By Malcolm Rivera for South Kern Sol
Being a teenager isn’t as easy as it seems. Take me for instance. For the longest time I was a professional high school student. That, of course, means that school was my job. Consequently, with academics being on the forefront of my mind, I rarely had time to dedicate toward my own physical fitness. After a very busy senior year, several factors made me realize it was time to get fit.
The first three years of high school weren’t so bad because my poor eating habits were usually offset by my PE classes or by tennis. But then the full brunt of my life style hit me senior year when I found myself without any time for sports, and surrounded by junk food every evening in the school library for “We The People” practice, a program centered on ones knowledge of the United States Constitution.
By the end of the school year, I had gained five pounds (making me 153 lbs.) from junk food alone. The embarrassing moment that made me want to do something about my lack of physical fitness was when I found myself panting after only having gone up five flights of stairs.
And so, on June 10th of this year, I began my journey toward a better me, with each visit to the gym, garnering some less than flattering experiences/memories along the way. And this is the Journal of a Wimpy Kid.
Day 1 – Today, started off well enough. I arrived at the gym in all the proper gear for a workout. T-shirt, shorts, running shoes, IPod, and towel. But oh, it only went downhill from there.
I told an employee at the gym my main goal was weight loss.
He told me, “A lot of running, biking. If you do lifting, lift less weight with more repetitions.”
Okay, running. I can do that. I’ll just run a mile, get a nice warm up before I get into the real stuff.
Six minutes (or .75 miles) later.
Oh God! Why am I still running?!? It’s been, what? At least 10 minutes.
WHAT? SIX MINUTES! You have got to be kidding me!
Forget this! I’m walking the last quarter mile.
Day 2 – Alright, cardio didn’t go too well yesterday. Maybe I should do strength training. Bench press seems like a good way to ease myself into this gym thing.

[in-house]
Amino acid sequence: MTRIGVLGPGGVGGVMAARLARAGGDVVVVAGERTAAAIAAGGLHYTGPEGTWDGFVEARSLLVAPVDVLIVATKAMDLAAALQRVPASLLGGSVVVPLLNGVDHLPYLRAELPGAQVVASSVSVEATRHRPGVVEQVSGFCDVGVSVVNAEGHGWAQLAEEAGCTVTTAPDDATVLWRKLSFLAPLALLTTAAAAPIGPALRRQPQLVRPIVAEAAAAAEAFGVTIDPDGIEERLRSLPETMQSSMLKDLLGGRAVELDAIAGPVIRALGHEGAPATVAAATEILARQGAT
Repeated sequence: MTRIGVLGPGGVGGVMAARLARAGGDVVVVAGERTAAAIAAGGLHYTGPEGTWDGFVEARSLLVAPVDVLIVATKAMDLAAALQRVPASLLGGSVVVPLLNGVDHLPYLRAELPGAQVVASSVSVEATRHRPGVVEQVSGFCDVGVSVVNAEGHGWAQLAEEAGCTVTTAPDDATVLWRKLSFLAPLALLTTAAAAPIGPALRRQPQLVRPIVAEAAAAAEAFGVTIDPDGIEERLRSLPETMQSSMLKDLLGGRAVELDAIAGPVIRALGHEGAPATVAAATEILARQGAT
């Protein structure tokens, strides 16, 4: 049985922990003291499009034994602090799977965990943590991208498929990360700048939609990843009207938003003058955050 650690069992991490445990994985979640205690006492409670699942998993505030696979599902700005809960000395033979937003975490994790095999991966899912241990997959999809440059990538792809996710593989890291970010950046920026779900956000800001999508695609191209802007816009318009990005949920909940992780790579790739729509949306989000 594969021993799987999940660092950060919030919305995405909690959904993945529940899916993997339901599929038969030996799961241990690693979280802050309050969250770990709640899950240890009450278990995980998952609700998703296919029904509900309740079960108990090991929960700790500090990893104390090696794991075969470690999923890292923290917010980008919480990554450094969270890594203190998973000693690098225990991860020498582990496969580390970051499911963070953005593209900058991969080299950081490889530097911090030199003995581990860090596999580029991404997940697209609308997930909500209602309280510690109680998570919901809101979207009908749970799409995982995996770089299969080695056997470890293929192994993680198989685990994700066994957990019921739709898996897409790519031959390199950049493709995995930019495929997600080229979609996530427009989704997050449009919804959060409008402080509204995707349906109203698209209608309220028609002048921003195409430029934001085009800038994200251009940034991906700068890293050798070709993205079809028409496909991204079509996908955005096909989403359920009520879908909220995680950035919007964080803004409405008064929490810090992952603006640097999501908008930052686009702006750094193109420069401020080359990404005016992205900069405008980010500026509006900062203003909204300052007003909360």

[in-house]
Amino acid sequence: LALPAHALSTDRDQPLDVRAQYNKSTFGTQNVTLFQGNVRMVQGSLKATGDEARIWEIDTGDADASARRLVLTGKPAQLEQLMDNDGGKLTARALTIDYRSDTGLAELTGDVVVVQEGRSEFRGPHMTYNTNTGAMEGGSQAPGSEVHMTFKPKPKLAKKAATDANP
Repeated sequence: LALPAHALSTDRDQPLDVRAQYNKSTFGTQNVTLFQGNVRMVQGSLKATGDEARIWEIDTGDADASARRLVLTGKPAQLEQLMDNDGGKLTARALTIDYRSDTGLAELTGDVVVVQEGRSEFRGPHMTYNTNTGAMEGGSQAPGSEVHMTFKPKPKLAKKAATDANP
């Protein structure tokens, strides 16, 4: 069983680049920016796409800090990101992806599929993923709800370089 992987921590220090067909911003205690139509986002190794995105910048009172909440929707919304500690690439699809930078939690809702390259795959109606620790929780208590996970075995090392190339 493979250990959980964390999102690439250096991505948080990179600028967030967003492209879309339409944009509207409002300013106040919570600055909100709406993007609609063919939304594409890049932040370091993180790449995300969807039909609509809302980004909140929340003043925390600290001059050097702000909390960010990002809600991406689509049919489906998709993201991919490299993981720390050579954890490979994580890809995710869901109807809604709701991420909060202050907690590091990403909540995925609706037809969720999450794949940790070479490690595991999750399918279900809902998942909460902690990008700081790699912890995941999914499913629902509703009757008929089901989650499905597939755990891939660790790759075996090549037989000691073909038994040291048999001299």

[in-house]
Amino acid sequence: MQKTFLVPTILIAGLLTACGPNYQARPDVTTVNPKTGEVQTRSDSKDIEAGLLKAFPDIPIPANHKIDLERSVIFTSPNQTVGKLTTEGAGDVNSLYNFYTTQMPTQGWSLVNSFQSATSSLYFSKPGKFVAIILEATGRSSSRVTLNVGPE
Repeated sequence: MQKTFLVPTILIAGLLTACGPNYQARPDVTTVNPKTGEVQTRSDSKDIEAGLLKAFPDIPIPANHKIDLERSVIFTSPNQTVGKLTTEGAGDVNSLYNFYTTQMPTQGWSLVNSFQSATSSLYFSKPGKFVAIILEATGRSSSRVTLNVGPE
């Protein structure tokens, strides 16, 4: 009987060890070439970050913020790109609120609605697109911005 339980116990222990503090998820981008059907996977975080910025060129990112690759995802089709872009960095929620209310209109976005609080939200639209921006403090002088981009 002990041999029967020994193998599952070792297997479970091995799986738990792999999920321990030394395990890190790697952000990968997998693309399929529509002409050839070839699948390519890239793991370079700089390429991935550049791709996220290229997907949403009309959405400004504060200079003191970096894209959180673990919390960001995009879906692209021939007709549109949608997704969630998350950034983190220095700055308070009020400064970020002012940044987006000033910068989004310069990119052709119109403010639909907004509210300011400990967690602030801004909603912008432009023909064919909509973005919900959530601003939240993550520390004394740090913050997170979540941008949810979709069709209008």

Let’s see here… Umm…I guess I should try to lift my body weight to begin with, so I’ll load 150 lbs. onto the bar.
Alright, got a good grip, I’m hydrated, I’m ready to go!
I was wrong.
I lifted the bar off the rack, and it slowly, but surely went lower, and lower, and lower. Before I even had a chance I had 150 lbs. resting on my chest.
I thought, this is fine! I can get out of this, totally. Yeah, yeah, I just have to move slightly to the… OUCH!
BAD IDEA! Maybe I’ll just lay here for a second, build up my strength, and then push this bar off!
I put everything I had into one, single push. And, of course, it was not enough. I lift the bar about a foot off myself before it came crashing back down.
Eventually, one of the other gym members just felt sorry for me, but apparently not enough to avoid embarrassing me. This house of a man came up behind me, lifted the bar with one hand, and told me, “Go do some leg exercises.”
But I did not follow the wise shaman’s advice. Instead, I sit, and lament the fact that I’m not as strong as I thought I was.
Day 3 – I finally decided to return to the gym after a three day hiatus. I’ve thought long and hard about this and I’ve realized that I have to play to my strengths to begin with.
1. Attempt at short distance running:
Okay, the max mph this treadmill has is 12. So I’ll just run for a half mile, and I’ll be done before I know it.
But the stars had written a different fate. At the .45 mile mark I began to slow. And as I slowed, my legs began to collapse on themselves. I. Was. Falling.
I desperately reached for the control console to hold on for dear life. There I was. Hanging onto the panel that told this death trap what to do, while my feet dragged on the running lane.
As a last ditch effort, I used one hand to hit “STOP” on the panel. And suddenly, I was saved.
I gathered up what remained of my dignity, and I went to the stationary bike.
This is where shorts are a detriment rather than a benefit. Because the pedals were angled away from the seat, I had to put my legs in front of my body in order to pedal.
Oh the humanity! Little did I know what would happen next. As I began to pedal faster and faster I began to notice my short’s legs jumping every time I pedaled down. Eventually, my short’s leg popped up, moving toward my torso, and landed in a way that exposed my boxer briefs to everyone in the room.
Praise God that only a few people noticed, and praise him even more that I haven’t run into them since.
ONE MONTH LATER – I hope you enjoyed my failures as much as I enjoyed writing about them. But I would just like to note a few things before we end here:
– I now weigh 142 lbs.
– I can lift 100 lbs. on the bench press
– I can run a mile without hurting myself
– I constantly post mile times under seven minutes
– I now cycle with exclusively in sweatpants in order to avoid further incidents